This preview shows page 118 - 119 out of 134 pages.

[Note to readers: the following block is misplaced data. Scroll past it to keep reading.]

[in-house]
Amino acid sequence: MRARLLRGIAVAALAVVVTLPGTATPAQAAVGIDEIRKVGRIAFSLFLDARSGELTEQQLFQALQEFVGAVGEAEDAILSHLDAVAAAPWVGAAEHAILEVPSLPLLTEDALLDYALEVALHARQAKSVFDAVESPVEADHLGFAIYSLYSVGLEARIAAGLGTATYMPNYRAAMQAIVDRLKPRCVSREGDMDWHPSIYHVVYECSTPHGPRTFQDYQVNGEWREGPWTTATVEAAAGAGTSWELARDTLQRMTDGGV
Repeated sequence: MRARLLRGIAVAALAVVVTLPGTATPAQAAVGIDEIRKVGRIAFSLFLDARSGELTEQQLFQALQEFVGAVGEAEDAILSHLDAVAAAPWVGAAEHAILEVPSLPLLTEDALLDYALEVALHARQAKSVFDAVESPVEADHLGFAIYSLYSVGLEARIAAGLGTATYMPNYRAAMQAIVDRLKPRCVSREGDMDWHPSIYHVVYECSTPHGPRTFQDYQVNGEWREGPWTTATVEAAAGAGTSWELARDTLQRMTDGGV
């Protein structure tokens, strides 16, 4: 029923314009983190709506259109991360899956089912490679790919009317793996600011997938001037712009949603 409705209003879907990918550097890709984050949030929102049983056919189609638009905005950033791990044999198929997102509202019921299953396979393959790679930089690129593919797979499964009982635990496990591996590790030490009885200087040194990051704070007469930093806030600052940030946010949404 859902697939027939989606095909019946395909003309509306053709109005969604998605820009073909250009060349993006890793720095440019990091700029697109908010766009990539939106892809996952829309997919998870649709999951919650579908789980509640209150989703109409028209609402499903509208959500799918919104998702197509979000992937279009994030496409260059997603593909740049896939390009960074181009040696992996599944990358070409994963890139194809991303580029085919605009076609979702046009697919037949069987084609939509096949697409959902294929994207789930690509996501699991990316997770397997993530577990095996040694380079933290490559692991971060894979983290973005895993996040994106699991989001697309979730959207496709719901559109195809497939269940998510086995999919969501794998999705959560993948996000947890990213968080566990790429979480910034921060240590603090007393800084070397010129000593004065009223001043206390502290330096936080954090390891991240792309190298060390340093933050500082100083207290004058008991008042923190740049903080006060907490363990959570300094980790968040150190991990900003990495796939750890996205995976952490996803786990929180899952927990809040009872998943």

. It will do- so because, as already suggested, the fragile ecology of late ca. Most of those movemepital requires state interventions of several sorts. A refusal to participate in the state today cedes too much hegemony to neoliberal markets, either explicitly or by implication. Drives to fascism,remember , rose the last time in capitalist states after market meltdownnts failed. But a couple became consolidated through a series of resonances (vibrations) back and forth between industrialists, the state, and vigilante groups in neighborhoods, clubs, churches, the police, the media, and pubs. You do not fight the danger of a new kind of neofascism by withdrawing from either micropolitics or state politics. You do so through a multisited politics designed to infuse a new ethos into the fabric of everyday life.Changes in ethos can in turn open doors to new possibilities of state and interstate action, so that an advance in one domain seeds that in the other. And vice versa. A positive dynamic of mutual amplification might be generated here.Could a series of significant shifts in the routines of state and global capitalism even press the fractured system to a point where it hovers on the edge of capitalism itself? We don’t know. That is one reason it is important to focus on interim goals.Another is that in a world of becoming, replete with periodic and surprising shifts in the course of events, you cannot project far beyond an interim period. Another yet is that activism needs to project concrete, interim possibilitiesto gain support and propel itself forward.That being said, it does seem unlikely to me,at least, that a positive interim future includes either socialist productivism or the world projected by proponents of deep ecology. 7) To advance such an agenda it is also imperative to negotiate new connections between nontheistic constituencies who care about the future of the Earth and numerous devotees of diverse religious traditions who fold positive spiritualities into their creedal practices. The new, multifaceted movement needed today, if it emerges, will take the shape of a vibrant pluralist assemblage acting at multiple sites within and across states, rather than either a centered movementwith a series of fellow travelers attached to it or a mere electoral constellation. Electoral victories are important, but they work best when they touch priorities already embedded in churches, universities, film, music, consumption practices, media reporting, investment priorities, and the like. A related thing to keep in mind is that the capitalist modes of acceleration, expansion, and intensification that heighten the fra- gility of things today also generate pressures to minoritize the world along multiple dimensions at a more rapid pace than heretofore. A new pluralist constellation will build upon the latter developments as it works to reduce the former effects. I am sure that the forgoing comments will appear to some as "optimistic"or "utopian." But optimism and pessimism are both primarily spectatorial views. Neither seems sufficient